Harold Bloom (ed), Modern Critical Views: Henry James, Chelsea House Publishers, 1991.
Kirstin Boudreau, Henry James’s Narrative Technique, Macmillan, 2010.
J. Donald Crowley and Richard A. Hocks (eds), The Wings of the Dove, New York: W.W. Norton and Company, 1978.
Victoria Coulson, Henry James, Women and Realism, Cambridge University Press, 2009.
Daniel Mark Fogel, A Companion to Henry James Studies, Greenwood Press, 1993.
Virginia C. Fowler, Henry James’s American Girl: The Embroidery on the Canvas, Madison (Wis): University of Wisconsin Press, 1984.
Jonathan Freedman, The Cambridge Companion to Henry James, Cambridge University Press, 1998.
Judith Fryer, The Faces of Eve: Women in the Nineteenth Century American Novel, Oxford: Oxford University Press, 1976
Roger Gard (ed), Henry James: The Critical Heritage, London: Routledge, 1968.
Tessa Hadley, Henry James and the Imagination of Pleasure, Cambridge University Press, 2009.
Barbara Hardy, Henry James: The Later Writing (Writers & Their Work), Northcote House Publishers, 1996.
Richard A. Hocks, Henry James: A study of the short fiction, New York: Twayne Publishers, 1990.
Donatella Izzo, Portraying the Lady: Technologies of Gender in the Short Stories of Henry James, University of Nebraska Press, 2002.
Colin Meissner, Henry James and the Language of Experience, Cambridge University Press, 2009
John Pearson (ed), The Prefaces of Henry James, Pennsylvania State University Press, 1993.
Richard Poirer, The Comic Sense of Henry James, Oxford: Oxford University Press, 1967.
Hugh Stevens, Henry James and Sexuality, Cambridge University Press, 1998.
Merle A. Williams, Henry James and the Philosophical Novel, Cambridge University Press, 1993.
Judith Woolf, Henry James: The Major Novels, Cambridge University Press, 1991.
Ruth Yeazell (ed), Henry James: A Collection of Critical Essays, Longmans, 1994.
Other works by Henry James
What Masie Knew (1897) A young girl is caught between parents who are in the middle of personal conflict, adultery, and divorce. Can she survive without becoming corrupted? It’s touch and go – and not made easier for the reader by the attentions of an older man who decides to ‘look after’ her. This comes from the beginning of James’s ‘Late Phase’, so be prepared for longer and longer sentences. In fact it’s said that whilst composing this novel, James switched from writing longhand to using dictation – and it shows if you look carefully enough – part way through the book.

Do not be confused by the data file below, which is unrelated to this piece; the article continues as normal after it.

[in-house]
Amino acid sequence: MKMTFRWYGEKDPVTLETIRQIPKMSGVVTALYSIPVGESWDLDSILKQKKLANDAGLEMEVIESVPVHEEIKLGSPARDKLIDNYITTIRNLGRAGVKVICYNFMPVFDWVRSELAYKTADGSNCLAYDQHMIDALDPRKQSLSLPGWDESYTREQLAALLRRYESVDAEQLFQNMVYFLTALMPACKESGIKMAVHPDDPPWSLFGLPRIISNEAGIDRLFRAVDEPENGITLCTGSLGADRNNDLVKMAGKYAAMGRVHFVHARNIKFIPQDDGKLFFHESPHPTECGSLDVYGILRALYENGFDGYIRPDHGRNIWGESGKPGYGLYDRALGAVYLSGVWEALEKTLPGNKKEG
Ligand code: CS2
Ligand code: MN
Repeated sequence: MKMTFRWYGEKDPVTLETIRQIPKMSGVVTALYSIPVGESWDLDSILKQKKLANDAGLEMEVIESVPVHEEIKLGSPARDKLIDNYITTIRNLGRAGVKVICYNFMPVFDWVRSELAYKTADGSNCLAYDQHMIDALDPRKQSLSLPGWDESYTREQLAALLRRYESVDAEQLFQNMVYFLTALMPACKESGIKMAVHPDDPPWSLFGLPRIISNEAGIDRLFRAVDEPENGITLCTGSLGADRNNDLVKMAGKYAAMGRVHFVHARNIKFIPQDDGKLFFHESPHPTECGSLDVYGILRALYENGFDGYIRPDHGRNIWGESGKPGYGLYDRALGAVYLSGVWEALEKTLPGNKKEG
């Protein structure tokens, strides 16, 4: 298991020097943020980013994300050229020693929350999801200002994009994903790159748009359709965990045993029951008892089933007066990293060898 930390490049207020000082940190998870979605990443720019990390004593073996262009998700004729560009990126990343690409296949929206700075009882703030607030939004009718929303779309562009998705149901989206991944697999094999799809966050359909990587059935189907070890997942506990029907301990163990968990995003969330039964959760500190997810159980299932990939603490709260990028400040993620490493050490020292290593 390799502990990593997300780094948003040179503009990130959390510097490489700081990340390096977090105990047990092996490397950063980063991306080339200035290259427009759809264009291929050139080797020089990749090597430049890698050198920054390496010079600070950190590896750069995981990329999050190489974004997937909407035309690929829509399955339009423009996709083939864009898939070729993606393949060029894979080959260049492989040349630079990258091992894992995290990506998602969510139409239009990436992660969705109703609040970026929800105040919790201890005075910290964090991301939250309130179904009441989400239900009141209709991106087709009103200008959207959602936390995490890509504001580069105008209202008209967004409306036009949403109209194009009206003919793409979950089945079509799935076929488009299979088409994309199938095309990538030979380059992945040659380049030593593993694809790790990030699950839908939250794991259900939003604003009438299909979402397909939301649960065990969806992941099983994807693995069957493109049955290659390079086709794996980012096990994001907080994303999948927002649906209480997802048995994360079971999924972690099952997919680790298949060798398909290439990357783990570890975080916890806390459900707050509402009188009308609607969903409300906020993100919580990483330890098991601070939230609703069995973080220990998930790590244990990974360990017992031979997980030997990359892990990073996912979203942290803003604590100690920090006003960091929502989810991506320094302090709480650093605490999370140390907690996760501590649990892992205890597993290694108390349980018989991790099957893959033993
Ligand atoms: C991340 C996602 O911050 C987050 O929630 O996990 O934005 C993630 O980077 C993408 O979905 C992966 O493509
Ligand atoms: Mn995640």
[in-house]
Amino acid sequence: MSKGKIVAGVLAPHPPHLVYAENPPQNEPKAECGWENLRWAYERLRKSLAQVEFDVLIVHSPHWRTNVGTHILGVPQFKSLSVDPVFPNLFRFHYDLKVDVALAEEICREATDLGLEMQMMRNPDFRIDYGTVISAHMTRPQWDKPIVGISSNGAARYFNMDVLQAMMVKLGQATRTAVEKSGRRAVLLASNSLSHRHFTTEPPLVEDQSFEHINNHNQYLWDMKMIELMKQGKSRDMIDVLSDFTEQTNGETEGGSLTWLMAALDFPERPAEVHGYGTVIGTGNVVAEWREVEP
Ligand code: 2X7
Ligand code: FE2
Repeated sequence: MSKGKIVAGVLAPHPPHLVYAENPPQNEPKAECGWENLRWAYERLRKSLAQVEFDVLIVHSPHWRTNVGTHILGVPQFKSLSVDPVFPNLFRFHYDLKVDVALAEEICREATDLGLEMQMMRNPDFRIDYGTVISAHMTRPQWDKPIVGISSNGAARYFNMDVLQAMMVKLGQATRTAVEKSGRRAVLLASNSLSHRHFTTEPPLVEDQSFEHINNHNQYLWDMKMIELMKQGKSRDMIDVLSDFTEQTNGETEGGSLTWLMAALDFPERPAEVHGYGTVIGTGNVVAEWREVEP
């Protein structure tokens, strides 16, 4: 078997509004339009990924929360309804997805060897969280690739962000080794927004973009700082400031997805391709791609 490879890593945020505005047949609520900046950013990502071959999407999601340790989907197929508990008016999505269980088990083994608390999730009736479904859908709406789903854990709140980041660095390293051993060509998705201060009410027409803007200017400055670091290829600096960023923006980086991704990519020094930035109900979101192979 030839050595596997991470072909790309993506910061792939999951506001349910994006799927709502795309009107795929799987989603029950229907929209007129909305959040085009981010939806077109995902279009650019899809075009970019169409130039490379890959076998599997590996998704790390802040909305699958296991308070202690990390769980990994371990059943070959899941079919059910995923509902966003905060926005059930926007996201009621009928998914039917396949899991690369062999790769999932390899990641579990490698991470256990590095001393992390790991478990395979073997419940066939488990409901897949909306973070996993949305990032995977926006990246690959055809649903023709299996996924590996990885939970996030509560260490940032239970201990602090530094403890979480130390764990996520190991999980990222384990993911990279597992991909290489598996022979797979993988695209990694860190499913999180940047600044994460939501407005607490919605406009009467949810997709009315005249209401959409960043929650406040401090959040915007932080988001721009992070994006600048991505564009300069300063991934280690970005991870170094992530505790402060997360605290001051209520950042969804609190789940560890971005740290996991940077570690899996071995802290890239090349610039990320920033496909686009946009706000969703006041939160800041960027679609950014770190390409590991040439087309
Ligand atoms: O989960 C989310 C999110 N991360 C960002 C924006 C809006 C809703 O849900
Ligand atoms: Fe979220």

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The Ambassadors (1903) Lambert Strether is sent from America to Paris to recall Chadwick Newsome, a young man who is reported to be compromising himself by an entanglement with a wicked woman. However, Strether’s mission fails when he is seduced by the social pleasures of the European capital, and he takes Newsome’s side. So a second ambassador is dispatched in the form of the more determined Sarah Pocock. She delivers an ultimatum which is resisted by the two young men, but then an accident reveals unpleasant truths to Strether, who is faced by a test of loyalty between old Europe and the new USA. This edition presents the latest scholarship on James and includes an introduction, notes, selected criticism, a text summary and a chronology of James’s life and times.
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Washington Square (1880) is a superb early short novel, It’s the tale of a young girl whose future happiness is being controlled by her strict authoritarian (but rather witty) father. She is rather reserved, but has a handsome young suitor. However, her father disapproves of him, seeing him as an opportunist and a fortune hunter. There is a battle of wills – all conducted within the confines of their elegant New York town house. Who wins out in the end? You will probably be surprised by the outcome. This is a masterpiece of social commentary, offering a sensitive picture of a young woman’s life.
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Henry James – web links
Henry James at Mantex
Biographical notes, study guides, tutorials on the Complete Tales, book reviews. bibliographies, and web links.
The Complete Works
Sixty books in one 13.5 MB Kindle eBook download for £1.92 at Amazon.co.uk. The complete novels, stories, travel writing, and prefaces. Also includes his autobiographies, plays, and literary criticism – with illustrations.
The Ladder – a Henry James website
A collection of eTexts of the tales, novels, plays, and prefaces – with links to available free eTexts at Project Gutenberg and elsewhere.
A Hyper-Concordance to the Works
Japanese-based online research tool that locates the use of any word or phrase in context. Find that illusive quotable phrase.
The Henry James Resource Center
A web site with biography, bibliographies, adaptations, archival resources, suggested reading, and recent scholarship.
Online Books Page
A collection of online texts, including novels, stories, travel writing, literary criticism, and letters.
Henry James at Project Gutenberg
A major collection of eTexts, available in a variety of eBook formats.
The Complete Letters
Archive of the complete correspondence (1855-1878) work in progress – published by the University of Nebraska Press.
The Scholar’s Guide to Web Sites
An old-fashioned but major jumpstation – a website of websites and resouces.
Henry James – The Complete Tales
Tutorials on the complete collection of over one hundred tales, novellas, and short stories.
© Roy Johnson 2012